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Diabetes Up 90% in U.S.

CDC: West Virginia Has Highest Diabetes Rate; Obesity Blamed

State Diabetes Rankings

To minimize errors, the CDC averaged the study data over two-year periods. The latest data, from 2005-2007, is compared to data from 1995-1997. Complete data are available for 33 states.

Here's the CDC's list of states, in order of annual, age-adjusted diabetes rate per thousand residents. Increases compare rates from 2005-2007 to rates from 1995-1997.

  1. West Virginia: 12.7 new cases per year, up 119%
  2. South Carolina: 11.5 new cases per year, up 113%
  3. Alabama: 11.3 new cases per year, up 109%
  4. Georgia: 11.2 new cases per year, up 81%
  5. Texas: 11.1 new cases per year, up 156%
  6. Tennessee: 11.0 new cases per year, up 112%
  7. Kentucky: 10.5 new cases per year, up 163%
  8. Arizona: 10.4 new cases per year, up 100%
  9. Florida: 10.3 new cases per year, up 203%
  10. Indiana: 10.2 new cases per year, up 76%
  11. Arkansas: 10.2 new cases per year, up 122%
  12. North Carolina: 10.1 new cases per year, up 77%
  13. Idaho: 9.8 new cases per year, up 216%
  14. California: 9 new cases per year, up 36%
  15. Missouri: 8.8 new cases per year, up 69%
  16. New Mexico: 8.7 new cases per year, up 64%
  17. Pennsylvania: 8.6 new cases per year, up 83%
  18. Maine: 8.3 new cases per year, up 102%
  19. New Hampshire: 8 new cases per year, up 135%
  20. Iowa: 8 new cases per year, up 63%
  21. Utah: 7.8 new cases per year, up 73%
  22. New Jersey: 7.7 new cases per year, up 64%
  23. Virginia: 7.6 new cases per year, up 38%
  24. South Dakota: 7.3 new cases per year, up 181%
  25. Montana: 7.1 new cases per year, up 97%
  26. North Dakota: 7.0 new cases per year, up 35%
  27. Oregon: 6.7 new cases per year, up 43%
  28. Vermont: 6.6 new cases per year, up 43%
  29. Ohio: 6.3 new cases per year, up 91%
  30. Colorado: 6.2 new cases per year, up 72%
  31. Wyoming: 6.1 new cases per year, up 15%
  32. Hawaii: 5.9 new cases per year, up 40%
  33. Minnesota: 5.0 new cases per year, up 67%

By region:

South: 10.5 new cases per year, up 133%

West: 8.6 new cases per year, up 51%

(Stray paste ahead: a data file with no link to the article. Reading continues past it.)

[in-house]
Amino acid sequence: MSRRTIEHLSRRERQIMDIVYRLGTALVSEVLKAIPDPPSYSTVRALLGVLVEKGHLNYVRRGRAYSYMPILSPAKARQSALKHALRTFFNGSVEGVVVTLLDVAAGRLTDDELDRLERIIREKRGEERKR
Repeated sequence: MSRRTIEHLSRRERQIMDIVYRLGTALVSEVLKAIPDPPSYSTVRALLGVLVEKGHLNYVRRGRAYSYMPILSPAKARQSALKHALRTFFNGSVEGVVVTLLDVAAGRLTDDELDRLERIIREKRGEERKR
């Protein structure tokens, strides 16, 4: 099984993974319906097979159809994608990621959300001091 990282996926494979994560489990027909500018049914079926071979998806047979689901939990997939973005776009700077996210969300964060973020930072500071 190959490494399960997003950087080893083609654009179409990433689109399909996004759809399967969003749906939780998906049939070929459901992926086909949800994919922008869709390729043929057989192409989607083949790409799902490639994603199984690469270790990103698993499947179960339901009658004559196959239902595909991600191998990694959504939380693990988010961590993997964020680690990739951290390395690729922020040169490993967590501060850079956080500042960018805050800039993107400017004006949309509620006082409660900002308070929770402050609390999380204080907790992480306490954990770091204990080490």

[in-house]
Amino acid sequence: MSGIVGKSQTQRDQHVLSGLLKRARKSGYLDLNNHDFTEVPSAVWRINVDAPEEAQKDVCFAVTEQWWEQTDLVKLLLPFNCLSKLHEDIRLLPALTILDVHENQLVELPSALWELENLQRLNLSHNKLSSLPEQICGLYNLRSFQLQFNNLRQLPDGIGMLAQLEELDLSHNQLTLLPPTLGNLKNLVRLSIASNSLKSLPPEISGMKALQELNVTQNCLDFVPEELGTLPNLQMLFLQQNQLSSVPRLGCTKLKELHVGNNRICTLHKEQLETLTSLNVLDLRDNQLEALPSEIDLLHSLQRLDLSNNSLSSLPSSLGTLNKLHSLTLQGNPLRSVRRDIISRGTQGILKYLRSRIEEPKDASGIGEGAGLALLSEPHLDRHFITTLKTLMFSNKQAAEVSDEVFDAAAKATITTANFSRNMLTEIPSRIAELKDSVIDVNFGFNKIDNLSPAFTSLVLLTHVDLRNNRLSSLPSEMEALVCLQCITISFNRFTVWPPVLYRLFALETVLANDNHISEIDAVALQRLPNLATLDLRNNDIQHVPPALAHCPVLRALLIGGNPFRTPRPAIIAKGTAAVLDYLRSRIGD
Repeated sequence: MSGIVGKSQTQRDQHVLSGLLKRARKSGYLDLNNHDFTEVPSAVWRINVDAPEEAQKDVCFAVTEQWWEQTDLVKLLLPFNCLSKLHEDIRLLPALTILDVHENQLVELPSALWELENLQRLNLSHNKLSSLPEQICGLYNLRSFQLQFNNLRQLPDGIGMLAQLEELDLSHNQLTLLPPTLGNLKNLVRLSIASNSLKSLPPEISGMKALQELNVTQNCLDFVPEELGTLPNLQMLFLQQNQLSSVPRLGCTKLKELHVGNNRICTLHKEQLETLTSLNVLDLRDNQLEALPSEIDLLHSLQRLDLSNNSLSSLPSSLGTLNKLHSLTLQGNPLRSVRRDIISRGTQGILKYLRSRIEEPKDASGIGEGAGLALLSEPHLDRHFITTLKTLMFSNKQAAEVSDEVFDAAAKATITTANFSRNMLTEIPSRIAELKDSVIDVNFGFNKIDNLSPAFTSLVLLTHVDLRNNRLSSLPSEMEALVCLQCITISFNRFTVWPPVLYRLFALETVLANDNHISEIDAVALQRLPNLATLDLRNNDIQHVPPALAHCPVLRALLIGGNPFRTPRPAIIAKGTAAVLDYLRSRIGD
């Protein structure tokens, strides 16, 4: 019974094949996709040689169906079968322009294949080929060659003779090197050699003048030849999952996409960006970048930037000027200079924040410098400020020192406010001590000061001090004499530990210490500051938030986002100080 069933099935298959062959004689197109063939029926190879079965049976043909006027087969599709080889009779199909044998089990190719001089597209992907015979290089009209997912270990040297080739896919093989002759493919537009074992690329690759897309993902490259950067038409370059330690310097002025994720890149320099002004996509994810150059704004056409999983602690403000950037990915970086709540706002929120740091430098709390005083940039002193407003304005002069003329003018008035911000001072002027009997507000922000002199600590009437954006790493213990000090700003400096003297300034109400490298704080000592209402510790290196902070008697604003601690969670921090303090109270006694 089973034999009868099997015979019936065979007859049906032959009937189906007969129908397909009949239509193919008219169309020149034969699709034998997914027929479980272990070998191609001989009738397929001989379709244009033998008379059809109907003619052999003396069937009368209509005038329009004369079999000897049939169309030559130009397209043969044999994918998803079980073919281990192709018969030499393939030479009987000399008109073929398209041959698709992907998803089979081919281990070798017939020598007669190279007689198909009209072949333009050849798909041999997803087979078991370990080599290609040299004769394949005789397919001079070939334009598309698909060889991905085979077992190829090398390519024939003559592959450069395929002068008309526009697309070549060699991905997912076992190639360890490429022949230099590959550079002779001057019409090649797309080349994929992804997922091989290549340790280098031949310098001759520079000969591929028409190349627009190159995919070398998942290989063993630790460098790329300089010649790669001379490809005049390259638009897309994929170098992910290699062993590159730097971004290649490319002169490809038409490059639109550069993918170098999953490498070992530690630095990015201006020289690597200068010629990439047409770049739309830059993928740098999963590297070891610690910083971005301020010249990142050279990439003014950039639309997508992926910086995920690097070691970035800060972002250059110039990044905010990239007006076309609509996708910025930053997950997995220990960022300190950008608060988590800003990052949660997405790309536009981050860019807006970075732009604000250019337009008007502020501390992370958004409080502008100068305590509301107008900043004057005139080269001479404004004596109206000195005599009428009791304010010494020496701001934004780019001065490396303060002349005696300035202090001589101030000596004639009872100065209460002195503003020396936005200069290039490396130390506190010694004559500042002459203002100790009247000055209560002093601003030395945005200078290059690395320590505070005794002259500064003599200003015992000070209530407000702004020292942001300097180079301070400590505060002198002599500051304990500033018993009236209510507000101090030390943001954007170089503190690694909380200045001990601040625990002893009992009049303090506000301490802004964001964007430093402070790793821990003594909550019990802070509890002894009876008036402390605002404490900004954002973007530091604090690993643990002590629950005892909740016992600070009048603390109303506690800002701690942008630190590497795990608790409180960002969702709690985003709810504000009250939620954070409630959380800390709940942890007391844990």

Northeast: 8.2 new cases per year, up 78%

Midwest: 7.4 new cases per year, up 76%

Diabetes Symptoms

Type 2 diabetes makes up 95% of diabetes cases. How do you know if you have it? The best way, of course, is to have regular medical checkups.

Symptoms of undiagnosed diabetes include:

  • Slow-healing sores or cuts
  • Itching of the skin (usually around the vaginal or groin area)
  • Frequent yeast infections
  • Recent weight gain
  • Velvety dark skin changes of the neck, armpit, and groin
  • Numbness and tingling of the hands and feet
  • Decreased vision
  • Impotence

People with diabetes can no longer control their blood sugar. When blood sugar soars, symptoms include:

  • Increased thirst
  • Increased hunger (especially after eating)
  • Dry mouth
  • Frequent urination
  • Unexplained weight loss (even though you are eating and feel hungry)
  • Fatigue (weak, tired feeling)
  • Blurred vision
  • Headaches
  • Loss of consciousness (rare)
1|2

Is This Normal? Get the Facts Fast!

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If the level is below 70 or you are experiencing symptoms such as shaking, sweating or difficulty thinking, you will need to raise the number immediately. A quick solution is to eat a few pieces of hard candy or 1 tablespoon of sugar or honey. Recheck your numbers again in 15 minutes to see if the number has gone up. If not, repeat the steps above or call your doctor.

People who experience hypoglycemia several times in a week should call their health care provider. It's important to monitor your levels each day so you can make sure your numbers are within the range. If you are pregnant always consult with your health care provider.

Congratulations on taking steps to manage your health.

However, it's important to continue to track your numbers so that you can make lifestyle changes if needed. If you are pregnant always consult with your physician.

Your level is high if this reading was taken before eating. Aim for 70-130 before meals and less than 180 two hours after meals.

Even if your number is high, it's not too late for you to take control of your health and lower your blood sugar.

One of the first steps is to monitor your levels each day. If you are pregnant always consult with your physician.

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